These letters are in response to Puzzling Out Union Impact.
Great story by Peter Cappelli -- captured both sides nicely, many thanks!
Vice President, Associate Relations & Human Resources Policy
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I think Peter missed a key point in his analysis.
The NFL players and owners can squabble all they want about how their billions in revenues are going to be split up -- but at the end of the day if the deal they reach causes ticket prices to rise too high, fans can -- and will -- "vote with their feet" and take their wallets elsewhere.
As with so many private-sector union-management relationships, both parties have to be sensitive to the market and the customer. Not so in the private sector.
Taxpayers don't have the alternative to "buy" government services from another source. In effect, government at all levels enjoys a captive market.
As others like Thomas Sowell have observed, elected government officials don't have to worry about the long-term effects of decisions and actions they take vis a vis union-bargaining demands -- they'll be dead and gone long before those chickens come home to roost.
The private-sector feedback loop -- customer sensitivity to price, product and quality -- just doesn't exist in the public sector.
Kevin J. Smart, SPHR
Central Michigan University
Mount Pleasant, Mich.
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Cappelli raises some good points, and his analysis seems right on the mark. However, he did not offer HR/Labor Relations professionals any remedy or alternate methods of dealing with similar situations.
Having had success with Interest-based Bargaining/Negotiations (IBB/IBN, also referred to as "integrative" bargaining) where both parties, union and management, gain though but not at the expense of each other, I feel he could have offered this fine alternative to the tug of war more characteristic of traditional labor contract negotiations.
Bill Van Lente, MBA, PsyD
Adjunct Faculty, CSPP/AIU
Van Lente Associates Consulting (VLA)
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No need to forward my message to anyone submitting a contrary response -- I would simply like to point out that you may be missing the intent of the actions of Wisconsin Governor Scott Walker.
Governor Walker's true motivation is education reform, as explained in a recent Wall Street Journal op-ed piece. Mr. Walker wants to remove from collective bargaining the imposition of constraints on improving teacher performance.
The purpose is to avoid the situation faced by education administrators in New York, where incompetent teachers who enjoy "seniority" are paid to sit in a rubber room, while better qualified junior teachers are laid off.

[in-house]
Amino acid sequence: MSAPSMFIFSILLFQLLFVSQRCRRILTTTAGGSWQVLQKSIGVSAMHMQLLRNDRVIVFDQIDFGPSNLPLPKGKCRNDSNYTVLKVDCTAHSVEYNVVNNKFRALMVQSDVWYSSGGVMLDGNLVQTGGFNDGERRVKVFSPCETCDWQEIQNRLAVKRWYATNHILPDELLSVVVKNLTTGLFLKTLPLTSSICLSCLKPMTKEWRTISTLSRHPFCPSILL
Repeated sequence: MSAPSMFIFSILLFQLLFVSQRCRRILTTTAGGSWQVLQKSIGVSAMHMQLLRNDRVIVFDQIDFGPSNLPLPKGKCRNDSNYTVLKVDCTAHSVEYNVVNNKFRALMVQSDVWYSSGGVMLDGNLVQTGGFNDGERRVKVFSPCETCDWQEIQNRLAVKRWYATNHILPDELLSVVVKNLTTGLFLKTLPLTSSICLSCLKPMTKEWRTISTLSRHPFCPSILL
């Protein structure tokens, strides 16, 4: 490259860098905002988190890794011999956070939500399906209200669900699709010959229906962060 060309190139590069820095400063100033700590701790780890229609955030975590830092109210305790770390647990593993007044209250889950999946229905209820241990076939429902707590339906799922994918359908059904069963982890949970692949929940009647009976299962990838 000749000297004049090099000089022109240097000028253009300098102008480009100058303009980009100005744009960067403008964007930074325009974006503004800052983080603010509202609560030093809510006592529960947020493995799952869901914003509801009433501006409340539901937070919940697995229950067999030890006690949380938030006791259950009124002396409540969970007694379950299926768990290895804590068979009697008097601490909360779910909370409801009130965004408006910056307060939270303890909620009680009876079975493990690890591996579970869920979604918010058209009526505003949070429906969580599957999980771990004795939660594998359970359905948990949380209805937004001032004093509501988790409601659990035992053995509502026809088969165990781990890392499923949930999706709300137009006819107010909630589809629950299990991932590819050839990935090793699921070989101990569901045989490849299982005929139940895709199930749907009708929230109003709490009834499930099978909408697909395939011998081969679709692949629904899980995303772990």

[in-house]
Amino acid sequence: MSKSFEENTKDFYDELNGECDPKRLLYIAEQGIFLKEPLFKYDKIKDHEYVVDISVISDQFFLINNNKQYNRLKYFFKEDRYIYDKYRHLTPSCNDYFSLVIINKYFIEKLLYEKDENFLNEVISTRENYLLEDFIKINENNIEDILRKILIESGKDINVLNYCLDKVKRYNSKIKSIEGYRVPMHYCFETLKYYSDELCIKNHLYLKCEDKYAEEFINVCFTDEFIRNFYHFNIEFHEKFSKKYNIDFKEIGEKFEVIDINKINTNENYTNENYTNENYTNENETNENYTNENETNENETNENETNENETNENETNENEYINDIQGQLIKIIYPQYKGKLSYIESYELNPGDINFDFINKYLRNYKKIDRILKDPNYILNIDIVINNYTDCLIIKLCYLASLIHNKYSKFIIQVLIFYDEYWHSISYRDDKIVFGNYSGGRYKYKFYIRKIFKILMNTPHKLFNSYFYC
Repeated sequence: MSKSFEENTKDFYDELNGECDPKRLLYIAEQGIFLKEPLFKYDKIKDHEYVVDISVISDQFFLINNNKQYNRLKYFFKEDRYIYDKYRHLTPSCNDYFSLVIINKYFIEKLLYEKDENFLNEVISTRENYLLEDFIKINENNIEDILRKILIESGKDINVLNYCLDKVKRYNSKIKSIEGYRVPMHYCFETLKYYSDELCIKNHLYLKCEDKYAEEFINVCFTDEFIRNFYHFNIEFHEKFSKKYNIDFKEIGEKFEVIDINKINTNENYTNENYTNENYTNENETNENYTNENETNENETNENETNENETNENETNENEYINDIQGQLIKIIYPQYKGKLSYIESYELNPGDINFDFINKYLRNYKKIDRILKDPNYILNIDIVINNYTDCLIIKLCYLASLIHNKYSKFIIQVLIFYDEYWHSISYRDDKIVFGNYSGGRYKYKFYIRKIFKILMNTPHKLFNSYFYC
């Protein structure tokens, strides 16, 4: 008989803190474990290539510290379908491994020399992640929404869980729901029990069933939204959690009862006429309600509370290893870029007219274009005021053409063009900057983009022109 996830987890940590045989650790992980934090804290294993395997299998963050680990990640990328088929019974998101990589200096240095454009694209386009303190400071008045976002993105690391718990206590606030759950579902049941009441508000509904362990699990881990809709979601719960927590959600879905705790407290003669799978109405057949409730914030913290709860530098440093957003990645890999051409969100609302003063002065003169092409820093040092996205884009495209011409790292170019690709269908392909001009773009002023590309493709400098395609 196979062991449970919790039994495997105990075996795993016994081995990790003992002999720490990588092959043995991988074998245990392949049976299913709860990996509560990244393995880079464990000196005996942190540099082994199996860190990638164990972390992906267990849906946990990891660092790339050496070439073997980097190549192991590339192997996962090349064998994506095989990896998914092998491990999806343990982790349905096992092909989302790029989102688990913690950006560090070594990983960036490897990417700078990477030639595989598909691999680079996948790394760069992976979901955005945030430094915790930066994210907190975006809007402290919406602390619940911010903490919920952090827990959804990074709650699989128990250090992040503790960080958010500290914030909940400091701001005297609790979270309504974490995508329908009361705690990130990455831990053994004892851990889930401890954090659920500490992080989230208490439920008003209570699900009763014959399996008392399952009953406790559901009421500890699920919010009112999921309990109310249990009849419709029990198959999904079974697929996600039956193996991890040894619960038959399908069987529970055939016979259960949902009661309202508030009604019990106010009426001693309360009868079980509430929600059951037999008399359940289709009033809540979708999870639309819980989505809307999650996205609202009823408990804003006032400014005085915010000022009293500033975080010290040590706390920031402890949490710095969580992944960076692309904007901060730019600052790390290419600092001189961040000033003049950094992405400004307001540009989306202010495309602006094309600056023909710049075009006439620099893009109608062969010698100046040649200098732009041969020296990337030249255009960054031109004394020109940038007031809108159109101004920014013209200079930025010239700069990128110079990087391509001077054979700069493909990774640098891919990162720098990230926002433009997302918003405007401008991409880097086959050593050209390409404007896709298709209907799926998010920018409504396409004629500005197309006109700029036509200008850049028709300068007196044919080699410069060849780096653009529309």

All the nonsense about denying teachers and other government employees the "right" to bargain collectively is beside the point. The governor is trying to improve education in his state, and current contractual mandates deny him the opportunity to promote effective teachers and get rid of the bums.
By the way, the above also provides clarification of your apparent confusion as to why Governor Walker's proposal excluded police and fire fighters.
Your cynical view that it might have to do with political support is off base; consider instead that the true reason is the police and fire fighters have nothing to do with education reform. (In any event, if the police and Walker "owed" each other for prior support, the policemen and women assigned to guard the capitol building failed miserably to hold up their end of the bargain --allowing the protesters and union thugs to despoil the Wisconsin Capital was shameful.)
Vice President, Human Resources
CM Packaging, Inc.
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Here are several thoughts regarding the article:
1. Though I agree with your "broader lesson," it is more valid in large, high-profile labor-management negotiations -- as compared to more normal, low profile negotiations -- where the media can be used to influence public opinion.
2. The NFL-NFLPA negotiations are truly unique in so many ways that we must be careful not to draw any "specific lessons" that can be applied to normal labor-management negotiations.
3. You are correct that the owners would much prefer to keep the union from dissolving because they have more strength if this conflict is a labor-law matter rather than an anti-trust law matter. That being said, as a labor-law matter, the underlying legal problem for the owners is that they do not want to open up their financial books to the union in labor negotiations because once they relinquish that right through bargaining, they must open up those books in all subsequent negotiations.
4. I believe that the underlying legal problem stated in No. 3 above is the primary reason that the owners placed their final proposal on the bargaining table on the last day of bargaining which, on the surface, seemed like a reasonable offer to all the major issues being addressed that could have led to a settlement or at least another extension. Communicating that offer to all players, retirees and the media has helped cement their more favorable viewpoint in the public's eye.
For a Fortune 500 company